Edgerton's second major theme concerns Great Britain's own military power. While acknowledging its weakness compared with continental powers in terms of a mass infantry army, he instead stresses the roles of the Royal Navy and Royal Air Force (RAF) in ensuring Britain's first-rank status throughout the war. He also certainly takes delight in describing the two complex weapons systems that, he believes, secured Britain's technological superiority: battleships and bombers. The building and maintaining of battleships consumed tremendous resources: the engines of the HMS King George V, for example, generated the power of a contemporary power station, burning small-tanker-loads of fuel. The steel that armored the ship equaled that needed for "many thousands of tanks" (213). Construction of such a vessel cost as much as a new armaments factory.

As in naval technology, the British took an initial lead in constructing four-engine bombers before the Americans surpassed them. Their pre-war work on powerful engines gave the British an overwhelming advantage over the Germans, as the latter pitted just over one thousand of these bombers against fifteen thousand under British control. In both the air and naval spheres, the capital poured into these projects reflected British wealth and technological know how. In the field, too, Britain deployed the most mechanized army in the world. As Edgerton is not the first serious researcher to observe, during operations in Northwest Europe, the British Army enjoyed an armor-to-infantry formation ratio of 1:1, as compared to 1:4 for the Germans.

An effective use of global supply and technologically advanced armaments production were results of Edgerton's third primary theme: the triumph of science, experts, and technocrats in the wartime British state. The leaders of Churchill's administration constantly strove to produce war-winning technologies and had the resources needed to succeed. Developments like radar, rockets, the Liberty Ship, and penicillin attest to an enormous intellectual effort by people in government, the military, universities, and private firms in pursuit of victory. But "invention in war and peace is necessarily a story mostly of failure" (235) and Edgerton details problems with various aircraft prototypes and other "gadgets." These failures, however, reinforce his central contention: that Britain was both technologically innovative and wealthy enough to survive these mishaps and continue on the road to victory.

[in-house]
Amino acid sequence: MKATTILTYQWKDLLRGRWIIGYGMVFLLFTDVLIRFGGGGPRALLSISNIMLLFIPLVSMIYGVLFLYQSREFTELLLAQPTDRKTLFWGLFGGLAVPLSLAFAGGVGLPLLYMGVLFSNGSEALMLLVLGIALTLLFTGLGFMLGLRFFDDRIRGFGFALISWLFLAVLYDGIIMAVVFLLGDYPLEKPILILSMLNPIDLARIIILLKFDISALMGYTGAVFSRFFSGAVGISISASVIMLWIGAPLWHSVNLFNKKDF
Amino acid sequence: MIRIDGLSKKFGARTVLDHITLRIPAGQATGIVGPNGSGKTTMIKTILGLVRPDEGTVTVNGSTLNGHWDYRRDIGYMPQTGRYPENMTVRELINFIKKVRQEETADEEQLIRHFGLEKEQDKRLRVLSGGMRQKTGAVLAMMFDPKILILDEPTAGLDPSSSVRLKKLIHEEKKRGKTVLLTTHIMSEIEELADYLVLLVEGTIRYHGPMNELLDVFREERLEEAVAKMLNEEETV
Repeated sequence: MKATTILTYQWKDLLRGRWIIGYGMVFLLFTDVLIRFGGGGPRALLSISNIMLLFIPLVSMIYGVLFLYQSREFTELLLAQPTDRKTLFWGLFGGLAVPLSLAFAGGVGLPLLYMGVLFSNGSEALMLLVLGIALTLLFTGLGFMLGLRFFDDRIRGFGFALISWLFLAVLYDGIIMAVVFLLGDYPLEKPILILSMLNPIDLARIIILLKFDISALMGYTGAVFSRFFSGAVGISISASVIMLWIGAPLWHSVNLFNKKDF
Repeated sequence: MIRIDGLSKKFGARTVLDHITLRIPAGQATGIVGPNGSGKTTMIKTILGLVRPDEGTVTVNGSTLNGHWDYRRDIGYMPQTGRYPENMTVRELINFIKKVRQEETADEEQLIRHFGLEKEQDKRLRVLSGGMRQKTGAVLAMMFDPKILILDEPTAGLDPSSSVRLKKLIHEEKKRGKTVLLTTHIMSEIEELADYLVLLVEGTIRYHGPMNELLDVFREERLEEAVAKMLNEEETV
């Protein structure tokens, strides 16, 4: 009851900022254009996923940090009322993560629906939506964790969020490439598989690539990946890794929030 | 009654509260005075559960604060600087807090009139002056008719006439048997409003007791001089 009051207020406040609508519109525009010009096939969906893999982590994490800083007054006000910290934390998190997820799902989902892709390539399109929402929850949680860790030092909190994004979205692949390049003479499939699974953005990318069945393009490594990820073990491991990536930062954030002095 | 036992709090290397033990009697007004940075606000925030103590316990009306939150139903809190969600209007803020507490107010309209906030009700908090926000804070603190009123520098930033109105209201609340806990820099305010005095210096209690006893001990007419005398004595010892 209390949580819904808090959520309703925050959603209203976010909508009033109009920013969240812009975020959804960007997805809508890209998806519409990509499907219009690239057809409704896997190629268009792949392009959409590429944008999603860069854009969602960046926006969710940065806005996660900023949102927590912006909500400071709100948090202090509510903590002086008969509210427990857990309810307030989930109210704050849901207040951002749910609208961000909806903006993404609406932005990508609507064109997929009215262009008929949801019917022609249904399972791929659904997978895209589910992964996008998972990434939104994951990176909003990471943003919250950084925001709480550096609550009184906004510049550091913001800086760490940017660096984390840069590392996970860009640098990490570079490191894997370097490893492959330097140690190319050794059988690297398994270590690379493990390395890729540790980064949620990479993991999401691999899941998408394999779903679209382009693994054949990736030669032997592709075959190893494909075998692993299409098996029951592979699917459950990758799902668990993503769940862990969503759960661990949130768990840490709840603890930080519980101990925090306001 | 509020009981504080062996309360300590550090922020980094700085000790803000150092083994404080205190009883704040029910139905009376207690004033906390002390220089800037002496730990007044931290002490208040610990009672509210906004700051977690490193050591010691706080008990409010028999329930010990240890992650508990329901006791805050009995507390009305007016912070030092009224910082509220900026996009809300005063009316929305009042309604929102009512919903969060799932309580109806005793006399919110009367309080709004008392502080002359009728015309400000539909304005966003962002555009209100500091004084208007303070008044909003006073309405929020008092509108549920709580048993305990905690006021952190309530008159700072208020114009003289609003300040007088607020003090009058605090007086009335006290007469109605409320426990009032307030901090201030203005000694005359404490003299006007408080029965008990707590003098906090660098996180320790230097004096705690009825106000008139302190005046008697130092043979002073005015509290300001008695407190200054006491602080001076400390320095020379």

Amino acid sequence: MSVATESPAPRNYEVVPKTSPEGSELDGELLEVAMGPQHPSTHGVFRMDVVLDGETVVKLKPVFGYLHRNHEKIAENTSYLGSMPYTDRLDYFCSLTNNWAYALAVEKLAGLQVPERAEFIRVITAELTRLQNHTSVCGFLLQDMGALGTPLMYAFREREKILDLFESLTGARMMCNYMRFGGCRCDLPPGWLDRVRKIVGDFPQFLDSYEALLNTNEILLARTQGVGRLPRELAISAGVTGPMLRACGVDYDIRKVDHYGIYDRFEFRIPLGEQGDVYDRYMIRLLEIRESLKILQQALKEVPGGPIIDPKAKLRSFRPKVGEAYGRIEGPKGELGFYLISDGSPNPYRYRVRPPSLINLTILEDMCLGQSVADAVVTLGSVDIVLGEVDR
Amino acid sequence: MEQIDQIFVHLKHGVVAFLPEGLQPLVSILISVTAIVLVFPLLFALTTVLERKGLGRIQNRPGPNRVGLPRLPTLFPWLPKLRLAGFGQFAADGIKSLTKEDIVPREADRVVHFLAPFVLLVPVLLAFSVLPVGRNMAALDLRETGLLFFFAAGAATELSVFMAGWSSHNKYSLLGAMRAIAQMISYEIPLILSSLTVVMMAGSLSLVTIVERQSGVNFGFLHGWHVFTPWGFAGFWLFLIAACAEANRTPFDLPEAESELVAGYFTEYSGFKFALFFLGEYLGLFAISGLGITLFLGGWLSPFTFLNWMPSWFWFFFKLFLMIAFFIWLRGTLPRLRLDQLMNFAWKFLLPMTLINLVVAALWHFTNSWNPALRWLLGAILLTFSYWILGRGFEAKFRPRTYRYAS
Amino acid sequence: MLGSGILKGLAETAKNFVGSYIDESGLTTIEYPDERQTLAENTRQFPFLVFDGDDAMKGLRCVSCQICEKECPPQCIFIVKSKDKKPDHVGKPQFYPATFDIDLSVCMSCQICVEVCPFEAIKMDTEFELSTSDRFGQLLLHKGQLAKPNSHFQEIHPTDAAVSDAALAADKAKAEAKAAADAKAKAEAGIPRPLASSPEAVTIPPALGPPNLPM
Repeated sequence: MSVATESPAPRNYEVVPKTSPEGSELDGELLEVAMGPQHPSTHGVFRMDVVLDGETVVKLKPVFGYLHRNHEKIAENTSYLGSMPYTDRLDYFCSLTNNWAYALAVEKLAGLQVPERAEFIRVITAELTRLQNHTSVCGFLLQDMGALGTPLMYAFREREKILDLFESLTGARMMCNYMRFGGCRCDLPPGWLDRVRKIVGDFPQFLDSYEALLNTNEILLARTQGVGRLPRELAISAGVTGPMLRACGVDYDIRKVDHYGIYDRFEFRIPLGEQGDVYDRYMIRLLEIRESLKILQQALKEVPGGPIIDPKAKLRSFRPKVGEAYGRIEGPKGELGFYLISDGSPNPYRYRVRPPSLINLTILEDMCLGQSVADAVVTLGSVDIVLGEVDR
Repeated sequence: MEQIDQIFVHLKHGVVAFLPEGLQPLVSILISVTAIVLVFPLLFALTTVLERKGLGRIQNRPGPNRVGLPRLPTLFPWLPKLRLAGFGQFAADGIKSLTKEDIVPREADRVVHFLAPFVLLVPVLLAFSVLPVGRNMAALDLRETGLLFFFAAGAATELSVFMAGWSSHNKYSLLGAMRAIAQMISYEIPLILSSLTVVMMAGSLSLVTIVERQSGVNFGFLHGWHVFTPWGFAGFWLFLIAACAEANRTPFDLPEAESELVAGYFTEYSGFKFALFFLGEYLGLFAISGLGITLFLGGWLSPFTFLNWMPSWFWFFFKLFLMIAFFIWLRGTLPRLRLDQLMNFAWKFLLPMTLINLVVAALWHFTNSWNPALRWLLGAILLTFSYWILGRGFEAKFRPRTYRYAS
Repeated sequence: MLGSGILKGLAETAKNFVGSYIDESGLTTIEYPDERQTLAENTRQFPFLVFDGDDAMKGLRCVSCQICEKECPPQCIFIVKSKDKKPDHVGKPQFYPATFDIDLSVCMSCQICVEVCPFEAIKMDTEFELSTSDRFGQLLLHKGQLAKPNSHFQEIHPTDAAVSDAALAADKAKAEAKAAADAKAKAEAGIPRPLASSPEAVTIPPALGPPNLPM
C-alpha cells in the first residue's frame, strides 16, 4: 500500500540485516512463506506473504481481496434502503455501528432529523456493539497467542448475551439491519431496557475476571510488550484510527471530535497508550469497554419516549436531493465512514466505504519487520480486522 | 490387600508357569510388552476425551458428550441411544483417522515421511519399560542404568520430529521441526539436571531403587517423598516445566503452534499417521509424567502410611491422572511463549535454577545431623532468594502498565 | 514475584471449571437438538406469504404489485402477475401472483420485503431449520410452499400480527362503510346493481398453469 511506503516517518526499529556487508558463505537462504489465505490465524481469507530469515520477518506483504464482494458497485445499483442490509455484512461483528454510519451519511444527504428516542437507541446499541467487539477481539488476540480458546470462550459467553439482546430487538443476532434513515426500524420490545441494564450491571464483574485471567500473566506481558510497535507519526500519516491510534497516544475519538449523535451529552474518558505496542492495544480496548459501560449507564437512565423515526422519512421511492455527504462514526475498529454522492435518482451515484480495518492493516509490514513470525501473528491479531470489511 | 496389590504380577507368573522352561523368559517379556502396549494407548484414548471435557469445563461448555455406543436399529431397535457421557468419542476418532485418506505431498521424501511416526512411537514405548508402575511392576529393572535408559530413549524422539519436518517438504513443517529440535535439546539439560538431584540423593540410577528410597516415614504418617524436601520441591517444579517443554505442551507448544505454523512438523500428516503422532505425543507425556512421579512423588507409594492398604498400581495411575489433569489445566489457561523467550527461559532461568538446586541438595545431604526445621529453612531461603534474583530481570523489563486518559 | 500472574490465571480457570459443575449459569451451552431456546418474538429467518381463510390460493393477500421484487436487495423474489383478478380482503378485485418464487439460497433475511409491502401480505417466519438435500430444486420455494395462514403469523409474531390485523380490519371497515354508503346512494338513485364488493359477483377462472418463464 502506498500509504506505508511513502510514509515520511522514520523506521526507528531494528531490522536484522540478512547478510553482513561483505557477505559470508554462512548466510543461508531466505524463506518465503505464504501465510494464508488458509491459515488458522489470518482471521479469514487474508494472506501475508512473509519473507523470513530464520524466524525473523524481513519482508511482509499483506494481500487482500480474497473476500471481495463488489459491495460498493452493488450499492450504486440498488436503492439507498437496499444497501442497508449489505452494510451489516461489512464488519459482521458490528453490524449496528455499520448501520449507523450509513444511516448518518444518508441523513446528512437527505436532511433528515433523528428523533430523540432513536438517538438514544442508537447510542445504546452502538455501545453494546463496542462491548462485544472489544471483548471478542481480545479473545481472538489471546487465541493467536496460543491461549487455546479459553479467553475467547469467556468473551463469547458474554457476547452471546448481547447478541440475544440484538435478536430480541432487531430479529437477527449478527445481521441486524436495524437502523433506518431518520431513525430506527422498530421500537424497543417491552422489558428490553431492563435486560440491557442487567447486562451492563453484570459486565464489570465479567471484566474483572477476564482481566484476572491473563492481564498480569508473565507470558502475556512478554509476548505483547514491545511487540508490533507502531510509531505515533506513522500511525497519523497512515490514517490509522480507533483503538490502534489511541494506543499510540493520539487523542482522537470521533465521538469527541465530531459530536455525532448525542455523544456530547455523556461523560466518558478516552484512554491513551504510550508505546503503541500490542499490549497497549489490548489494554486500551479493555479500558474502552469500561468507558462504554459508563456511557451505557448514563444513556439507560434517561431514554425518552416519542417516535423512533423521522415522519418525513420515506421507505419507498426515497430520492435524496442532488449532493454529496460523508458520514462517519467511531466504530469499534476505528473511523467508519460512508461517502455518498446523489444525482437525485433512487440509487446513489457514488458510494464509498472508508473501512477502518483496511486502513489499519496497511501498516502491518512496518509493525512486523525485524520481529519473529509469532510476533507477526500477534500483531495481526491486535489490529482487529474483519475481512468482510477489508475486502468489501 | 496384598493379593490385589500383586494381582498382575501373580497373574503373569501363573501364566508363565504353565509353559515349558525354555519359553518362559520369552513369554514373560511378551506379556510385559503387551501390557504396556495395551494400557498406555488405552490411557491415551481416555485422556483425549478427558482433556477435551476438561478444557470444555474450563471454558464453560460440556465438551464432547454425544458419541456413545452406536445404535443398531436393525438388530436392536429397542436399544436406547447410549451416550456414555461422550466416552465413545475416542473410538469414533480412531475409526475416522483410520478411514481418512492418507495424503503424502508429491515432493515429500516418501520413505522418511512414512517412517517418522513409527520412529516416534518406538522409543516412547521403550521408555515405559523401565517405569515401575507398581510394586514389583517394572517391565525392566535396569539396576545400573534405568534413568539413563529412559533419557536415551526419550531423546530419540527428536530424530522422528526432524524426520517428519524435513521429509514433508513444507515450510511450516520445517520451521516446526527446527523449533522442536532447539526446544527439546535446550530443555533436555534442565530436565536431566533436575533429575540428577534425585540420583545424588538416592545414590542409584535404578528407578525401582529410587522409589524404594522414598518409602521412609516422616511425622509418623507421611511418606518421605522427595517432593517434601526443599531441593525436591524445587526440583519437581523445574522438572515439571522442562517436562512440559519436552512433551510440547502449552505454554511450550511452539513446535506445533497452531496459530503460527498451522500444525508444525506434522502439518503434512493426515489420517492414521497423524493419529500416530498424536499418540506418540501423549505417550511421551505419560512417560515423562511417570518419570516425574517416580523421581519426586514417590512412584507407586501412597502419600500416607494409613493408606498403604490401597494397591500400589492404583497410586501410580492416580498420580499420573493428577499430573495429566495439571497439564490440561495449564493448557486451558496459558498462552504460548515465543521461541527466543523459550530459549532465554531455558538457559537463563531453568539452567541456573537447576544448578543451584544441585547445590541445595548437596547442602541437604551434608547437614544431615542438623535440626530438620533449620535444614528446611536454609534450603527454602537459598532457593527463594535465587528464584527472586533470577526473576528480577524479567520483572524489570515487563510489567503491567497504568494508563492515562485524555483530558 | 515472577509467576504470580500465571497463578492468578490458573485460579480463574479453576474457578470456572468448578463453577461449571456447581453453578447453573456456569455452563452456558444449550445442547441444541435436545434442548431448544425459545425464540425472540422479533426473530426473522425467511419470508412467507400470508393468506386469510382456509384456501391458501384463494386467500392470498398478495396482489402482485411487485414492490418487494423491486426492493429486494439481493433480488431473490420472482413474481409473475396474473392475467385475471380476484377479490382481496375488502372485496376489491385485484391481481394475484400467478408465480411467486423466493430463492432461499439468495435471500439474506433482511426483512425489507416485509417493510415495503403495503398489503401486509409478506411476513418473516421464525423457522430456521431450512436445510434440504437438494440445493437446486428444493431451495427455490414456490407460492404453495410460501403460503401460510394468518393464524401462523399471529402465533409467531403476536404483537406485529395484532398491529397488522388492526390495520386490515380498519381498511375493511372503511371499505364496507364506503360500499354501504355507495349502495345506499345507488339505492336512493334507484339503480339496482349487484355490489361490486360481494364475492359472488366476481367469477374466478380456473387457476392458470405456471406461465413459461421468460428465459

Edgerton convincingly rehearses Britain's success in fighting a uniquely "British" war by exploiting its own and its allies' resources. At times, however, he ventures into speculative territory: "There arises an intriguing counterfactual question: could the British Empire in alliance with the USSR, have defeated Nazi Germany and Italy? Given that this is how the war was being fought, with the British anticipating victory, the answer could be yes. Indeed if the war had been one of tank and aircraft production Britain alone would have stood a good chance of beating Germany" (75).

This is a difficult position to maintain. That the British thought they could win does not mean they would have won. Certainly some German political and military leaders believed in victory as late as mid-1944. And Edgerton himself notes that British confidence was based on faulty assumptions about German economic and industrial potential. His final supposition regarding production is extremely problematic. Merely manufacturing machines is fruitless if those machines are not used effectively in battle. The RAF was more than a match for the Luftwaffe thanks in part to tremendous support from the United States. The effective use of armor in a combined-arms setting proved difficult for the British Army to master, however: despite Edgerton's strenuous attempts to prove the superiority of British tanks over their German counterparts—a claim most specialists would concur with, contingent upon the date in question—smaller German forces, with fewer tanks, often defeated the British Army in battle early on in the war.